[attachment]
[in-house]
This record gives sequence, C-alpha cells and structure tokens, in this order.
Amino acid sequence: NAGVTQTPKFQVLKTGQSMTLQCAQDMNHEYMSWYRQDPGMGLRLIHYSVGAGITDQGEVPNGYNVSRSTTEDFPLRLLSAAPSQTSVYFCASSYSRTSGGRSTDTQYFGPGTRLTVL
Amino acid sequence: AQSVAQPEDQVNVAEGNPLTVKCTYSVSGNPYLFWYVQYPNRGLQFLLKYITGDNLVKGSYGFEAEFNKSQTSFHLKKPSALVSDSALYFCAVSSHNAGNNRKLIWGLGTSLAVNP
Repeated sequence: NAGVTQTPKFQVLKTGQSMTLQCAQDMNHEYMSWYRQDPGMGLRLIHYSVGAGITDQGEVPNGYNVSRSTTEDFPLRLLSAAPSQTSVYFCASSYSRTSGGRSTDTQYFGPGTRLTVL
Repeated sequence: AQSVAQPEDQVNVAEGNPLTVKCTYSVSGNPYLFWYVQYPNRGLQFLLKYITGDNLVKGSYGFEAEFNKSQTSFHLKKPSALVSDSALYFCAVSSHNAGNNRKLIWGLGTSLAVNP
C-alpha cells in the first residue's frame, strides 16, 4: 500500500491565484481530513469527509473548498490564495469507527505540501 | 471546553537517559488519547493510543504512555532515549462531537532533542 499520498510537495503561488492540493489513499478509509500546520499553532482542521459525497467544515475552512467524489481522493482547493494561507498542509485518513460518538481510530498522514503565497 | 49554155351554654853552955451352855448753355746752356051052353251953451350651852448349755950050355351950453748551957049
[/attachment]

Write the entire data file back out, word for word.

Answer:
[in-house]
This record gives sequence, C-alpha cells and structure tokens, in this order.
Amino acid sequence: NAGVTQTPKFQVLKTGQSMTLQCAQDMNHEYMSWYRQDPGMGLRLIHYSVGAGITDQGEVPNGYNVSRSTTEDFPLRLLSAAPSQTSVYFCASSYSRTSGGRSTDTQYFGPGTRLTVL
Amino acid sequence: AQSVAQPEDQVNVAEGNPLTVKCTYSVSGNPYLFWYVQYPNRGLQFLLKYITGDNLVKGSYGFEAEFNKSQTSFHLKKPSALVSDSALYFCAVSSHNAGNNRKLIWGLGTSLAVNP
Repeated sequence: NAGVTQTPKFQVLKTGQSMTLQCAQDMNHEYMSWYRQDPGMGLRLIHYSVGAGITDQGEVPNGYNVSRSTTEDFPLRLLSAAPSQTSVYFCASSYSRTSGGRSTDTQYFGPGTRLTVL
Repeated sequence: AQSVAQPEDQVNVAEGNPLTVKCTYSVSGNPYLFWYVQYPNRGLQFLLKYITGDNLVKGSYGFEAEFNKSQTSFHLKKPSALVSDSALYFCAVSSHNAGNNRKLIWGLGTSLAVNP
C-alpha cells in the first residue's frame, strides 16, 4: 500500500491565484481530513469527509473548498490564495469507527505540501 | 471546553537517559488519547493510543504512555532515549462531537532533542 499520498510537495503561488492540493489513499478509509500546520499553532482542521459525497467544515475552512467524489481522493482547493494561507498542509485518513460518538481510530498522514503565497 | 49554155351554654853552955451352855448753355746752356051052353251953451350651852448349755950050355351950453748551957049